EL CENTRO – The WomanHaven Thrift Store hosted an event Tuesday in which locals were invited to make t-shirts into reusable tote bags. After making the tote bag, participants could fill it with free food from the Imperial Valley Food Bank. WomanHaven also offered a 50 percent discount on the entire store, in hopes of attracting people to the event and making more sales.
Proceeds from the thrift store help support WomanHaven Center for Family Solutions, a locally organized agency with a mission to promote and provide comprehensive response to domestic violence, stalking, and human trafficking through community outreach, education, intervention, client support, as well as safety and shelter services, according to its website.
Ivan Soto, the outreach specialist with WomanHaven, said they planned this event to repurpose the overwhelming amount of donated t-shirts WomanHaven usually receives this time of year.
“We like to do activities that repurpose old items and we like to do zero waste activities,” said Soto.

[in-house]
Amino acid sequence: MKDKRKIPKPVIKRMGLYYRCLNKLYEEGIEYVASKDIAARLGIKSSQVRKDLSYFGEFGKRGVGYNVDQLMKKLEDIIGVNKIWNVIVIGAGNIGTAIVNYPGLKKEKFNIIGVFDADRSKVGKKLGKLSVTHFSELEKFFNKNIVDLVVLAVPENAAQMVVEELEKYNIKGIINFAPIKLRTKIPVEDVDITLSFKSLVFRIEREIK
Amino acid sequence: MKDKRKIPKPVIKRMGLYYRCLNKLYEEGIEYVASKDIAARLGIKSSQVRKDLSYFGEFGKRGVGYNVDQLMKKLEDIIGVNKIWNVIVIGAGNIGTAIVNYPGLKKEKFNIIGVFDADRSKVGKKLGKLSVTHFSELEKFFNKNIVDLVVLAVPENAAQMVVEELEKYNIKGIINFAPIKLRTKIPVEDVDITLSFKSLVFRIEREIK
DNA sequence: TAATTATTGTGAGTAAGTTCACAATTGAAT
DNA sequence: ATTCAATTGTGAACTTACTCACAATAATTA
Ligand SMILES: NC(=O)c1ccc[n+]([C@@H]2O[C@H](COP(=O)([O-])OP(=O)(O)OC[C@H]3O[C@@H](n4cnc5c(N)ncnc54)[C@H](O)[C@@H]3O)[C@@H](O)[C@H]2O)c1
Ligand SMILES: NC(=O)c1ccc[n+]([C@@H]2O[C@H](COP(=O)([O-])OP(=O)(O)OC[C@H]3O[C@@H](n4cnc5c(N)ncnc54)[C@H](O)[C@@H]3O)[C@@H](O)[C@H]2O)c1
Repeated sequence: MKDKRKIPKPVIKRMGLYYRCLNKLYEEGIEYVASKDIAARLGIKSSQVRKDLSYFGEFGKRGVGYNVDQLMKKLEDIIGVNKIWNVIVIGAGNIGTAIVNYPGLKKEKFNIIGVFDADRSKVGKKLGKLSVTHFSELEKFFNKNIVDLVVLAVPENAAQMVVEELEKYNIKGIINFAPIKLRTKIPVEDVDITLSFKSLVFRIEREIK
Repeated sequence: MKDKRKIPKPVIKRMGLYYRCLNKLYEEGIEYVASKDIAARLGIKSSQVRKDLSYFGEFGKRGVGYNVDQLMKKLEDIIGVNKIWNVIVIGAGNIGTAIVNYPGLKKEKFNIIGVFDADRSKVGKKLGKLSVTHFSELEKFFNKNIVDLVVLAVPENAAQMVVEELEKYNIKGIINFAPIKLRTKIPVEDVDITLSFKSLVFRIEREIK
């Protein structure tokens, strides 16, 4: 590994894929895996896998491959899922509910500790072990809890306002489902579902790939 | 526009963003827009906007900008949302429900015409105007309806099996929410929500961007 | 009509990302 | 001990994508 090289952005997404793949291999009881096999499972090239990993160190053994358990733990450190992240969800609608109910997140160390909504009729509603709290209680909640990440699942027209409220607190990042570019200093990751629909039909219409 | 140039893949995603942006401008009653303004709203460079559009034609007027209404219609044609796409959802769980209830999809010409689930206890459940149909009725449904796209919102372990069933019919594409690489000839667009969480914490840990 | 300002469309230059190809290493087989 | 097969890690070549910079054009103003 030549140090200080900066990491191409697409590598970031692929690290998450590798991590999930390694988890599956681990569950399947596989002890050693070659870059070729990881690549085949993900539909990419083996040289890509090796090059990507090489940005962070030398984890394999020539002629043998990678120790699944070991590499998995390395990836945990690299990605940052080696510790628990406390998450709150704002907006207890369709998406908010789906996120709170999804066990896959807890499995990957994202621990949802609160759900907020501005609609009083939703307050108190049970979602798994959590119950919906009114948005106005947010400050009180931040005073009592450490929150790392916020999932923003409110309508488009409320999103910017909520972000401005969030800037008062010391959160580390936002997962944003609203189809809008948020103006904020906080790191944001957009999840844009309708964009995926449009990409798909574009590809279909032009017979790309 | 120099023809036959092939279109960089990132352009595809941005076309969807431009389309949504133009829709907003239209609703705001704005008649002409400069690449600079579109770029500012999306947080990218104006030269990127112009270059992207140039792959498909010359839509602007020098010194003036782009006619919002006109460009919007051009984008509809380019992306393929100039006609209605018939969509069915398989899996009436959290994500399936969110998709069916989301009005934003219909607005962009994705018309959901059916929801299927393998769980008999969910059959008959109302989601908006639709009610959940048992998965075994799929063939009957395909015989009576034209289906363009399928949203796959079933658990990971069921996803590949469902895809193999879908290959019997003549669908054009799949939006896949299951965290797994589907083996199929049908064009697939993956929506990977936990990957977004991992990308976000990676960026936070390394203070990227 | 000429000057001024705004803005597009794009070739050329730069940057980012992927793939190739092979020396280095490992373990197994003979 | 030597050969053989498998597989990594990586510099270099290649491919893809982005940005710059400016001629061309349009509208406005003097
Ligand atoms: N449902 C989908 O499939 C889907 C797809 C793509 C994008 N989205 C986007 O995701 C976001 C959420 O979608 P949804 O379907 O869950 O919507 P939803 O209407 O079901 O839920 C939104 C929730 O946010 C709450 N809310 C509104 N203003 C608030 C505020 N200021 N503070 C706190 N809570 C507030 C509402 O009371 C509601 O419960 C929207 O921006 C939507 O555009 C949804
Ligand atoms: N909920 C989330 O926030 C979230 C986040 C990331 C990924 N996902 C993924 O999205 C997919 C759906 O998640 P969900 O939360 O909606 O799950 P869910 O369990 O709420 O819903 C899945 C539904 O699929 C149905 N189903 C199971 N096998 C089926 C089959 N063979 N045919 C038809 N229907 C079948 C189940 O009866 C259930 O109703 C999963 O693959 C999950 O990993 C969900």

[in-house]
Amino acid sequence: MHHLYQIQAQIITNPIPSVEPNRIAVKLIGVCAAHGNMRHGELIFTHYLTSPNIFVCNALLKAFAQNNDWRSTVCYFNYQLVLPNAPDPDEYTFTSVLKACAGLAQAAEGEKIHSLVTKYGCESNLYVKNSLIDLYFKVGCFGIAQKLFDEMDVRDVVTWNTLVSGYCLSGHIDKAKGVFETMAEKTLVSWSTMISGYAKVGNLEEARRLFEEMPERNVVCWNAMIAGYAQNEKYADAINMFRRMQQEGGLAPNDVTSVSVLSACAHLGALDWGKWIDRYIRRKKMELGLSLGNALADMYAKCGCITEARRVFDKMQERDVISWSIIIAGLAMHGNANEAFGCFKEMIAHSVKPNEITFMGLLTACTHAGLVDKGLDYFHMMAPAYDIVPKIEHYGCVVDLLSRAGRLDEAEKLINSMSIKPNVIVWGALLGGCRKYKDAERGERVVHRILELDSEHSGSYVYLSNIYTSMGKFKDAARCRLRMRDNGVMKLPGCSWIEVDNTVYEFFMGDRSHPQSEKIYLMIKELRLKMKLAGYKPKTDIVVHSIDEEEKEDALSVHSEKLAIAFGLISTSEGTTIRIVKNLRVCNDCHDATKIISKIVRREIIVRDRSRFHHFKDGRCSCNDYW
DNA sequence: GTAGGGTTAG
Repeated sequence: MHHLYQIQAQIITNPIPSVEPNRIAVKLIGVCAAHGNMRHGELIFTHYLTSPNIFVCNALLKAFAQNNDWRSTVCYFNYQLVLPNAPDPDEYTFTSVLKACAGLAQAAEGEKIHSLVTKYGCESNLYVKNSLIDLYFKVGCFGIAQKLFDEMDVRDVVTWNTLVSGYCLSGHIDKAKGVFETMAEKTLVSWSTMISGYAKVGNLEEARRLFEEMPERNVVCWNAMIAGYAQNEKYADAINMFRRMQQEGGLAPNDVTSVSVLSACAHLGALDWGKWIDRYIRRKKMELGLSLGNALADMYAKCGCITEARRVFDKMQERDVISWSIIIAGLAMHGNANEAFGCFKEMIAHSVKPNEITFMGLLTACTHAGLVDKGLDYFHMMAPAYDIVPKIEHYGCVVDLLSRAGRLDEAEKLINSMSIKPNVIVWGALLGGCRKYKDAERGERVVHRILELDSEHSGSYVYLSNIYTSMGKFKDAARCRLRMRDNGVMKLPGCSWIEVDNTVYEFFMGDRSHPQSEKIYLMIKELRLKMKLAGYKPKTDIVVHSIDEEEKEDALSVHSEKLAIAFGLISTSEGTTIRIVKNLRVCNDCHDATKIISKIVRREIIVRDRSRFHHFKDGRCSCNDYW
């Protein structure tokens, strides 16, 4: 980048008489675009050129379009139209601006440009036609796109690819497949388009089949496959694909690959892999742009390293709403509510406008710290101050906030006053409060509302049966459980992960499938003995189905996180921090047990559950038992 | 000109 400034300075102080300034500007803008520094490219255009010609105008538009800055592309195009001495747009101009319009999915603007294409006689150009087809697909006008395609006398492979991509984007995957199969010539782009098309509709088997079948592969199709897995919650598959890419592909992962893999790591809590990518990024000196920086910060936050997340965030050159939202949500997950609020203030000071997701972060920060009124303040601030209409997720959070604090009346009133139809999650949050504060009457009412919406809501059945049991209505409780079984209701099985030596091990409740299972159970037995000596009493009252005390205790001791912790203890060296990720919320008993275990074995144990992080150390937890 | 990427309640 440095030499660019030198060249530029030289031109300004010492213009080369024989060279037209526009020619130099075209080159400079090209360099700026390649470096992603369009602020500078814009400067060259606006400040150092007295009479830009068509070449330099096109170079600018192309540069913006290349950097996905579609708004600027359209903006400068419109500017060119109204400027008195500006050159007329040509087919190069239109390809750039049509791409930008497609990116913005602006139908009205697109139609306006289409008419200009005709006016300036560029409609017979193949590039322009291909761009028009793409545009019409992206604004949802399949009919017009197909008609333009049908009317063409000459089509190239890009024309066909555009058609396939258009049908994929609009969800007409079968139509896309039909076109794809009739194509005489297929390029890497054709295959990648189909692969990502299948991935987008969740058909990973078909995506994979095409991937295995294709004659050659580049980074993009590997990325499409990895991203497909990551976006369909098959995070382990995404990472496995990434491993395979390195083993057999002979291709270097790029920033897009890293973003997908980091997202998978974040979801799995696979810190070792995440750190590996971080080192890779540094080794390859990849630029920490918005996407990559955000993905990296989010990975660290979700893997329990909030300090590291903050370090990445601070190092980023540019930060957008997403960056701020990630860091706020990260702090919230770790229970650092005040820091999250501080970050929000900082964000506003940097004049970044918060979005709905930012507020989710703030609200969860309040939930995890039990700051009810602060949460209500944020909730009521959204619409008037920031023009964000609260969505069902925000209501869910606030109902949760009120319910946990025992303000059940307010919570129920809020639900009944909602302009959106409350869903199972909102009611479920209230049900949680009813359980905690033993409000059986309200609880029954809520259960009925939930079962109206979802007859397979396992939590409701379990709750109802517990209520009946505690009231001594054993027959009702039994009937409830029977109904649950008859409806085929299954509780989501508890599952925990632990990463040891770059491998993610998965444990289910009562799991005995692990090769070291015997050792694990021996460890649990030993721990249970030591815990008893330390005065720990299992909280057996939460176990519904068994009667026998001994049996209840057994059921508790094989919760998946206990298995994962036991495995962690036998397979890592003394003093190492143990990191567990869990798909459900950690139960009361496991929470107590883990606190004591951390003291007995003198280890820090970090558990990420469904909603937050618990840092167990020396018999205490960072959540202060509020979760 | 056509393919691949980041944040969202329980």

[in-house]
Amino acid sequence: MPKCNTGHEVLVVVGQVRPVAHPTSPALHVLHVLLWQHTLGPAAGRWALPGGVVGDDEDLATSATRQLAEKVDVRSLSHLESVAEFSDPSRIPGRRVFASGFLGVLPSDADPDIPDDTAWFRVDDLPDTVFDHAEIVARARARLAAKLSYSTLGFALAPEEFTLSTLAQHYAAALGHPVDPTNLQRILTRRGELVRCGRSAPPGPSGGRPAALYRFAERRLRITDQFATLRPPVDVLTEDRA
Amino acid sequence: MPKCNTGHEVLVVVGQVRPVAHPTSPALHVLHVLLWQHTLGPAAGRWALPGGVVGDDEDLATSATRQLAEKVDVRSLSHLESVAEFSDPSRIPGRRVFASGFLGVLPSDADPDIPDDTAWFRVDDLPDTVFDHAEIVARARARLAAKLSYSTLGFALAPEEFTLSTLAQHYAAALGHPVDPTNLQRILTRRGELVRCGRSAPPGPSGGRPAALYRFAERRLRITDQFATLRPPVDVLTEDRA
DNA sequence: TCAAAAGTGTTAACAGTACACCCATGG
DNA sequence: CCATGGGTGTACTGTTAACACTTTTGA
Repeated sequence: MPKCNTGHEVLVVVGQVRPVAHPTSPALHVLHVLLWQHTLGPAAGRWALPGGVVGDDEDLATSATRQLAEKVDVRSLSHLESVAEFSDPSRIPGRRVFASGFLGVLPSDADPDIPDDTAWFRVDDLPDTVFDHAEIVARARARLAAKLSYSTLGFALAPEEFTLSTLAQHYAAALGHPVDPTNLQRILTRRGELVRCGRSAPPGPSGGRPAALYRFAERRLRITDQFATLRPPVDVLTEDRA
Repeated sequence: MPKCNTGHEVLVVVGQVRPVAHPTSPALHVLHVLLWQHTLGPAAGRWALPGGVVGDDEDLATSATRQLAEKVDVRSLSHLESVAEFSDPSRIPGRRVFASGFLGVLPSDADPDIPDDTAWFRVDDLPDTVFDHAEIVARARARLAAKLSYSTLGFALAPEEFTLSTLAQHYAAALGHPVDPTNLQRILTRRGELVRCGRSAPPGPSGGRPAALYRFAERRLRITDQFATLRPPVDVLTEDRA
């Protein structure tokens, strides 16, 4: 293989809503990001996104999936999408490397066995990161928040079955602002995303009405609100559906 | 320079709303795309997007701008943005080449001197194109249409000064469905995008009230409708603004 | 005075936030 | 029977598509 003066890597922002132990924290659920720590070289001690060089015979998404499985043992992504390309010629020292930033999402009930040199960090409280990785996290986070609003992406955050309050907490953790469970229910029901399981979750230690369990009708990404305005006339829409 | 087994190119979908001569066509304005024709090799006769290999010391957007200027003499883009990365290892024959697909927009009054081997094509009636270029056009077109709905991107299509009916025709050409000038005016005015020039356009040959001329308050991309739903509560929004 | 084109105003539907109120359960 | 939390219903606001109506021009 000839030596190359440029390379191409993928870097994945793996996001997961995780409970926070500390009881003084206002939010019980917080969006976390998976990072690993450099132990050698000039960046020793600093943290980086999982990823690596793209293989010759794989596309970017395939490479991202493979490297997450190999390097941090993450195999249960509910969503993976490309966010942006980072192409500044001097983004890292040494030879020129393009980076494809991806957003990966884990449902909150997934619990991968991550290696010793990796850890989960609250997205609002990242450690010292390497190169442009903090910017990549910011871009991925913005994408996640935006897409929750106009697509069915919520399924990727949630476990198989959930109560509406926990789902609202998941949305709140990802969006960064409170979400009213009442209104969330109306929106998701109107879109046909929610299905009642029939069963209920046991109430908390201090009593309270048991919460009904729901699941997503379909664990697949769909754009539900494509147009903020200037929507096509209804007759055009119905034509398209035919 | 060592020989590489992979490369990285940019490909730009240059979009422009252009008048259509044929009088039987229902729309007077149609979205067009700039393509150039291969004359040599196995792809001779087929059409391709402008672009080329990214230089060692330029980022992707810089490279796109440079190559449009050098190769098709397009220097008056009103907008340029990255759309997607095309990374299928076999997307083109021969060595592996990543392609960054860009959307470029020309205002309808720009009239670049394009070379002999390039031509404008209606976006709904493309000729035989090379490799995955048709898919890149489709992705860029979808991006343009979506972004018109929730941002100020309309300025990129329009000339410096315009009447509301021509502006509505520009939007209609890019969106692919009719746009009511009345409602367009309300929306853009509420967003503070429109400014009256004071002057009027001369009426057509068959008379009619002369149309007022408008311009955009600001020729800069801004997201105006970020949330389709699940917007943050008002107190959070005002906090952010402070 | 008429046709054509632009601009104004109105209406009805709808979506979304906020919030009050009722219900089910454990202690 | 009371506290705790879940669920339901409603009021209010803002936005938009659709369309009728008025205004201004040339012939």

Pleased with the outcome, Soto said approximately 40 people attended to repurpose their shirts and many people came to take advantage of the sale.
Several visitors shopped with their families, while others were busy making new tote bags out of the old t-shirts.
Soto said he enjoys being a part of an organization that helps the community by providing them with clothes and other household items they might need.
“We want to get things into people’s homes and into their hands,” said Soto.
Jesse Aguirre, an employee with the Imperial Valley Food Bank, helped by bringing food that was free for anyone participating in the tote bag crafting.
Aguirre and the food bank help community members with applying for documentation for food stamps and CalFresh benefits. The agency even has a vehicle to pick up paperwork from applicants in hope of helping residents without reliable transportation to make it to the application office.
Aguirre said he participated in the tote bag crafting to support Soto and the thrift store and values the importance of helping those in need and providing support for those who have difficulty supporting themselves.
“I know what it’s like to not have food, and it’s critical for people to know things are available to them,” said Aguirre.
Soto said he hopes to see more cooperative projects between WomanHaven and the Imperial Valley Food Bank.